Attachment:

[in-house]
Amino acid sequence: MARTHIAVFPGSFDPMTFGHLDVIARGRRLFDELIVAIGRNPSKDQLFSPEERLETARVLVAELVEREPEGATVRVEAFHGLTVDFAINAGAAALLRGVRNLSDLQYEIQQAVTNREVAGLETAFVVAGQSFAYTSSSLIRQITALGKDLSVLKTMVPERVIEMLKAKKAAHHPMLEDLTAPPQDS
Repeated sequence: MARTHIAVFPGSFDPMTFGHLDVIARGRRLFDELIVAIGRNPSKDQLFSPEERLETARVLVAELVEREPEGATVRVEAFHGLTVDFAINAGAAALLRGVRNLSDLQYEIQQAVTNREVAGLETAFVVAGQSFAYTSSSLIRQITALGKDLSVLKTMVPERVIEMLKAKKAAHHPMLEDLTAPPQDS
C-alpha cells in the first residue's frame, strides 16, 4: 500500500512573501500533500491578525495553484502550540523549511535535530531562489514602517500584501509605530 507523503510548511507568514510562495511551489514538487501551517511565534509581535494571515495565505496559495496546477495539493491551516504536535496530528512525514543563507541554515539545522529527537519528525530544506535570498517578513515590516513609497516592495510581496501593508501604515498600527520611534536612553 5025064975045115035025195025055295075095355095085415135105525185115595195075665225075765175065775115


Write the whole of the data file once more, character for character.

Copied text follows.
[in-house]
Amino acid sequence: MARTHIAVFPGSFDPMTFGHLDVIARGRRLFDELIVAIGRNPSKDQLFSPEERLETARVLVAELVEREPEGATVRVEAFHGLTVDFAINAGAAALLRGVRNLSDLQYEIQQAVTNREVAGLETAFVVAGQSFAYTSSSLIRQITALGKDLSVLKTMVPERVIEMLKAKKAAHHPMLEDLTAPPQDS
Repeated sequence: MARTHIAVFPGSFDPMTFGHLDVIARGRRLFDELIVAIGRNPSKDQLFSPEERLETARVLVAELVEREPEGATVRVEAFHGLTVDFAINAGAAALLRGVRNLSDLQYEIQQAVTNREVAGLETAFVVAGQSFAYTSSSLIRQITALGKDLSVLKTMVPERVIEMLKAKKAAHHPMLEDLTAPPQDS
C-alpha cells in the first residue's frame, strides 16, 4: 500500500512573501500533500491578525495553484502550540523549511535535530531562489514602517500584501509605530 507523503510548511507568514510562495511551489514538487501551517511565534509581535494571515495565505496559495496546477495539493491551516504536535496530528512525514543563507541554515539545522529527537519528525530544506535570498517578513515590516513609497516592495510581496501593508501604515498600527520611534536612553 5025064975045115035025195025055295075095355095085415135105525185115595195075665225075765175065775115